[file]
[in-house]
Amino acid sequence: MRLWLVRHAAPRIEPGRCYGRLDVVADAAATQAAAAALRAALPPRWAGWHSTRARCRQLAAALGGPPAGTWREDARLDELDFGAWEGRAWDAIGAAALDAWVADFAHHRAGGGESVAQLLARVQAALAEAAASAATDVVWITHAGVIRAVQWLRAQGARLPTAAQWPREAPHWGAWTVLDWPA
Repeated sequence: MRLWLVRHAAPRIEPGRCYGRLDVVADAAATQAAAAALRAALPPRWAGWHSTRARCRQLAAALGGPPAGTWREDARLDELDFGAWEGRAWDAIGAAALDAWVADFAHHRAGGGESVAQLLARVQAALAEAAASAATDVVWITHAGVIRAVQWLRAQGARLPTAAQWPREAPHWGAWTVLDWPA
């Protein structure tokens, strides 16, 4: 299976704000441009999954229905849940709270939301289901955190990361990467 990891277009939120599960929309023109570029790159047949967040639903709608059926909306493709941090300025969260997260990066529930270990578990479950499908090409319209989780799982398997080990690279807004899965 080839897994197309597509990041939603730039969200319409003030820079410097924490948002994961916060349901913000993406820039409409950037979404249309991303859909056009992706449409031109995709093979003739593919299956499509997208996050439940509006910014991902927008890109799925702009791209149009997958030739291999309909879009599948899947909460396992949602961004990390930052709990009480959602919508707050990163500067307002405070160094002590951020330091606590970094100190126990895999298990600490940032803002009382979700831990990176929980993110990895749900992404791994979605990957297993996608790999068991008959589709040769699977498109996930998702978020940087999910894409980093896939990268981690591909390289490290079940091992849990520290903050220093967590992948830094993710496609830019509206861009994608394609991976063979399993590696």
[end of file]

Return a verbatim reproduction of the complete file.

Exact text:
[in-house]
Amino acid sequence: MRLWLVRHAAPRIEPGRCYGRLDVVADAAATQAAAAALRAALPPRWAGWHSTRARCRQLAAALGGPPAGTWREDARLDELDFGAWEGRAWDAIGAAALDAWVADFAHHRAGGGESVAQLLARVQAALAEAAASAATDVVWITHAGVIRAVQWLRAQGARLPTAAQWPREAPHWGAWTVLDWPA
Repeated sequence: MRLWLVRHAAPRIEPGRCYGRLDVVADAAATQAAAAALRAALPPRWAGWHSTRARCRQLAAALGGPPAGTWREDARLDELDFGAWEGRAWDAIGAAALDAWVADFAHHRAGGGESVAQLLARVQAALAEAAASAATDVVWITHAGVIRAVQWLRAQGARLPTAAQWPREAPHWGAWTVLDWPA
């Protein structure tokens, strides 16, 4: 299976704000441009999954229905849940709270939301289901955190990361990467 990891277009939120599960929309023109570029790159047949967040639903709608059926909306493709941090300025969260997260990066529930270990578990479950499908090409319209989780799982398997080990690279807004899965 080839897994197309597509990041939603730039969200319409003030820079410097924490948002994961916060349901913000993406820039409409950037979404249309991303859909056009992706449409031109995709093979003739593919299956499509997208996050439940509006910014991902927008890109799925702009791209149009997958030739291999309909879009599948899947909460396992949602961004990390930052709990009480959602919508707050990163500067307002405070160094002590951020330091606590970094100190126990895999298990600490940032803002009382979700831990990176929980993110990895749900992404791994979605990957297993996608790999068991008959589709040769699977498109996930998702978020940087999910894409980093896939990268981690591909390289490290079940091992849990520290903050220093967590992948830094993710496609830019509206861009994608394609991976063979399993590696």